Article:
void by the sentence of death. On his return to Scotland, after receiving pardon, he continued to reside at Dysart, Fifeshire, until he was summoned to join the standard of rebellion under Mar in 1715. He obeyed the summons with reluctance, not because of lukewarmness as a Jacobite, but because he had little or no faith either in Mar's sincerity or ability. Still, to him belongs the credit of the one brilliant Jacobite achievement of the campaign. Learning that a vessel with arms and stores from the castle of Edinburgh, intended for the retainers of the Earl of Sutherland in the north of Scotland, had, from stress of weather, been brought to anchor near Burntisland, the master, setting out from Perth with four hundred horse, reached Burntisland at midnight. Without losing a moment, a detachment of his soldiers seized some boats in the harbour, boarded the vessel without resistance, and thus obtained 420 complete stand of arms. But at Sheriffmuir his action was not at all in keeping with this daring exploit. In command of the Fifeshire and Aberdeen horse, he was attached to the division which advanced towards Dunblane. This division met the left wing of Argyll's army and was victorious; but Sinclair, though he writes in high praise of the incredible vigour and rapidity of the highland attack, himself did nothing to turn it to account; and in the old song his doubtful attitude is thus satirised:
‘Huntly and Sinclair they baith played the tinkler
With consciences black as the snaw man.’
On the return of Mar's forces to Perth, Sinclair left the camp and went north to Strathbogie, and thence to Orkney, where he at last found a vessel to take him to the continent. Being attainted for his share in the rebellion, he remained abroad until 1726, when he received a pardon as regards his life, but without remission of the other consequences of the attainder. Returning to Scotland, he received back the estates at the hands of his younger brother, General James Sinclair, as had been privately arranged between them. The master of Sinclair died at Dysart on 20 Nov. 1750. He was married, first, to Lady Mary Stewart, eldest daughter of James, fifth earl of Galloway, and dowager of James, fifth earl of Southesk; and, secondly, to Amelia, eldest daughter of Lord George Murray, sister of John, third duke of Atholl, but left no issue by either marriage.
The master of Sinclair's ‘Memoirs of the Rebellion,’ published by the Roxburghe Club, 1858, are curiously cynical and sarcastic, but graphic and clever, and of great value for the light they throw on the inner history of the Jacobite rising. He has also been credited with the authorship of ‘A True Account of the Proceedings at Perth, the Debates in the Secret Council there, and the reasons and causes of the sudden finishing and breaking up of the Rebellion,’ London, 1716; but the fact is, he had left the camp before these debates commenced.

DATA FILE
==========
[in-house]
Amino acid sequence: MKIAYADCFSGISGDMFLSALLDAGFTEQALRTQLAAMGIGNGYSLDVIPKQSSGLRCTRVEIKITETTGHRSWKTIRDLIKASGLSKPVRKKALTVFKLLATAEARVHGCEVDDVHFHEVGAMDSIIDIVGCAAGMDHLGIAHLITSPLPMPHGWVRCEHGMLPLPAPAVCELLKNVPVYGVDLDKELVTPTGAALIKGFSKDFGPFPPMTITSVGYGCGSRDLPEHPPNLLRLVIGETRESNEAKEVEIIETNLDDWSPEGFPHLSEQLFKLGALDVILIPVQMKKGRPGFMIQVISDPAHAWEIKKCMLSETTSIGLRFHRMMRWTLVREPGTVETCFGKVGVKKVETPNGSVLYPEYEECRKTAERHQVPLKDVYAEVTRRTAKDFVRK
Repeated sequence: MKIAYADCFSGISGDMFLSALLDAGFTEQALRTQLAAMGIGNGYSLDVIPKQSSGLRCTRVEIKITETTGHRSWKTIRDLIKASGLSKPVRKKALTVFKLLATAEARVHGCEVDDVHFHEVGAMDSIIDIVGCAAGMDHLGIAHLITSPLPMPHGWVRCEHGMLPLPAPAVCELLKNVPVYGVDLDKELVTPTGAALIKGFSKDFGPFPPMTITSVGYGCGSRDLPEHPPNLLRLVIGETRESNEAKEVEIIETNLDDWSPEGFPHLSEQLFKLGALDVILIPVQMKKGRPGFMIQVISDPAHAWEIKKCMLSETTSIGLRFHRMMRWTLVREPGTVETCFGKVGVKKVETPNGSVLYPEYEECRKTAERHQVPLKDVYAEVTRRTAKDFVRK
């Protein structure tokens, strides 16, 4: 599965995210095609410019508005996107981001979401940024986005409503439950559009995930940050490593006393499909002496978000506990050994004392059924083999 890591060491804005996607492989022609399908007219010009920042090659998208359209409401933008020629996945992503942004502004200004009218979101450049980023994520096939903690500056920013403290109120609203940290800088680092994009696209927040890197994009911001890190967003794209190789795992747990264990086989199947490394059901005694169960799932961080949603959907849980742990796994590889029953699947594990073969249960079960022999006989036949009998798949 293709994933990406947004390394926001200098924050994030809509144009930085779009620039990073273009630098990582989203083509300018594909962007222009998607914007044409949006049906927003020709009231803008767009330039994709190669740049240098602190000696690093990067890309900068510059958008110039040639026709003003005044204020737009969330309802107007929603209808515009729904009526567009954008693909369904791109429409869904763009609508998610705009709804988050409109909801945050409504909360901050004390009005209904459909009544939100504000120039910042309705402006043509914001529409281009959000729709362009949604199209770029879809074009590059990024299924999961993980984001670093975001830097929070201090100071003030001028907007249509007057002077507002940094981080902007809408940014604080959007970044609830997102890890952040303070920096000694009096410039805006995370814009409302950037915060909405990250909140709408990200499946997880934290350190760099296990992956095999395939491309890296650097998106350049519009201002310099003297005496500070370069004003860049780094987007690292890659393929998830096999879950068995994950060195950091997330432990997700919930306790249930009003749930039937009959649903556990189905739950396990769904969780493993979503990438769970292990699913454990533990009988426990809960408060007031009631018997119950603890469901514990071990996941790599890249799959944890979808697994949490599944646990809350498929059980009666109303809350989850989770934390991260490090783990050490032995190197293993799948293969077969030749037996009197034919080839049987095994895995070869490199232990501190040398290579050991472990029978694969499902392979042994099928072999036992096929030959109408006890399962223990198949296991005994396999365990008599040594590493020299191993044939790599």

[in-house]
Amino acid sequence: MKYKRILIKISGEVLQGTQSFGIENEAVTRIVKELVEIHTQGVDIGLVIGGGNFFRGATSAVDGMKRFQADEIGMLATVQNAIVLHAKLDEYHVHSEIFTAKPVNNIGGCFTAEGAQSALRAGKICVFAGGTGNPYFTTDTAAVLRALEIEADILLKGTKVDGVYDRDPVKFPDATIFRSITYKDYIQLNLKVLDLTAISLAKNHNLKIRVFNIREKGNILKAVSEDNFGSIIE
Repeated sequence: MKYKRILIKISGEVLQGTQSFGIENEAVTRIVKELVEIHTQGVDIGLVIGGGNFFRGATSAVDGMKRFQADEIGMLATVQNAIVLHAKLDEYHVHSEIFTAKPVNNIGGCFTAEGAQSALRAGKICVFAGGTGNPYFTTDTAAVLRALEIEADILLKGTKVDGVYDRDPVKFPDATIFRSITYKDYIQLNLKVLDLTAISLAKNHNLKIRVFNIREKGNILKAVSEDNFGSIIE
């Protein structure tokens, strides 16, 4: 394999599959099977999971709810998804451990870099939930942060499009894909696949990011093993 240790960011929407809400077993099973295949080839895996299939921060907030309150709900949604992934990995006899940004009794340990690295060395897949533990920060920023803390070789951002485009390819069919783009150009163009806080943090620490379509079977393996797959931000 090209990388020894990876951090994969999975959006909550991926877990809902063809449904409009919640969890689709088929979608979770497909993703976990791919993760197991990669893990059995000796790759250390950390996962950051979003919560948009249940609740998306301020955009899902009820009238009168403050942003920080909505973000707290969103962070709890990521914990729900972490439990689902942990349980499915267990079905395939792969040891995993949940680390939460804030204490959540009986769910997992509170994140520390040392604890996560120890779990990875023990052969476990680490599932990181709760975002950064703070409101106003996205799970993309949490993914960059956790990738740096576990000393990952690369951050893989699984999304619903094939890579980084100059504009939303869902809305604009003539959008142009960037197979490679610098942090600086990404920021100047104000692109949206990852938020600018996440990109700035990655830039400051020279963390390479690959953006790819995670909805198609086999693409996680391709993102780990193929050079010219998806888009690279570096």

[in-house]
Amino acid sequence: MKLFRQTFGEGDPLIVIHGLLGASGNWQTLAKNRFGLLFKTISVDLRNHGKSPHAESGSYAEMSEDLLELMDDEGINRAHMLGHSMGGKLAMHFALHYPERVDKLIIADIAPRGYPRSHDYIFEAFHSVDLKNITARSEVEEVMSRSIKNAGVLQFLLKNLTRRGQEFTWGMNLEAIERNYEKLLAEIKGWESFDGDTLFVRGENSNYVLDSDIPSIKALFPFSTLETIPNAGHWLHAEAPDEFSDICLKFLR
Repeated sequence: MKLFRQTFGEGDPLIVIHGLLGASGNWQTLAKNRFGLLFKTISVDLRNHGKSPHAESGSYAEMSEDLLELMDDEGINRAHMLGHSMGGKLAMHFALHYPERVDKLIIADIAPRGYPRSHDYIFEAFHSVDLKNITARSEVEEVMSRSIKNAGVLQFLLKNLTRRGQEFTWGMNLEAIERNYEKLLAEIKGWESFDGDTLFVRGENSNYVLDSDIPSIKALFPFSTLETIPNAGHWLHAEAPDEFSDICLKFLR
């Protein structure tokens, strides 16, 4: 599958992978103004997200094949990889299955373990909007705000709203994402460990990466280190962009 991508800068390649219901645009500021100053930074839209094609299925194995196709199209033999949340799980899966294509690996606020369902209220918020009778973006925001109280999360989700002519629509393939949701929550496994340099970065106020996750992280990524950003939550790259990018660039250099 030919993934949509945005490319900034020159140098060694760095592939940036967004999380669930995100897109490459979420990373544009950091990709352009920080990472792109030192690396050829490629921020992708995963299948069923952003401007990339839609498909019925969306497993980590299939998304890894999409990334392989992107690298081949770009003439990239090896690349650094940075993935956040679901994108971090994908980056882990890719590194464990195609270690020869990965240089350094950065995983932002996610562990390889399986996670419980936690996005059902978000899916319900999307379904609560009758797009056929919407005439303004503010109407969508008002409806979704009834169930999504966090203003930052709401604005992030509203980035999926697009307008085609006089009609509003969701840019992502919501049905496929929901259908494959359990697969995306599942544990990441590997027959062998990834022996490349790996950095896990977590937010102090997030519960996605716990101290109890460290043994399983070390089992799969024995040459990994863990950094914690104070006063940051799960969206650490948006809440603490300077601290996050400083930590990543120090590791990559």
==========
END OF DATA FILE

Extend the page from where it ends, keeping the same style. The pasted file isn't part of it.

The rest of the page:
[Proceedings in the Court Martial, with preliminary notice of Sinclair by Sir Walter Scott; Memoirs ut supra; Histories of the Rebellion of 1715; Douglas's Scottish Peerage (Wood), ii. 501.]
SINCLAIR, Sir JOHN (1754–1835), first president of the board of agriculture, was born on 10 May 1754 at Thurso Castle, Caithness. He was the third but eldest surviving son of George Sinclair of Ulbster, whose ancestors had held the earldoms of Caithness and Orkney (see Morrison's History of the Sinclair Family in Europe and America, 8vo, Boston, Mass., 1896). John's mother was Lady Janet Sutherland, sister of William, earl of Sutherland.
John was educated at the high school of Edinburgh, and at the universities of Edinburgh, Glasgow, and Oxford, where he matriculated as a gentleman commoner at Trinity College on 26 Jan. 1775. He read for the law, though with no intention of practising, and in the same year became a member of the faculty of advocates at Edinburgh. In November 1774 he entered Lincoln's Inn, and in 1782 he was called to the English bar.
At the age of sixteen he inherited by his father's death extensive estates in Caithness, part of the domains of the old earldom of Caithness. He at once began improvements, the chief of which was the construction, in one day, of a road across the mountain of Ben Cheilt, hitherto supposed impassable. For a boy of eighteen this was ‘a striking example of courage and energy,’ but tinged with a love of empty display, characteristic of all his achievements. As he himself admits, ‘a road made so rapidly could not be durable’ (Corresp. i. xx).
On 26 March 1776 Sinclair married Sarah, daughter of Alexander Maitland; and in 1780 he became member of parliament for Caithness. Almost his first political action was to volunteer to second the address at the opening of the session of 1781, an offer politely refused by Lord North. Sinclair then made an abortive attempt to form a clique of his own. He devoted considerable attention to naval affairs, which formed the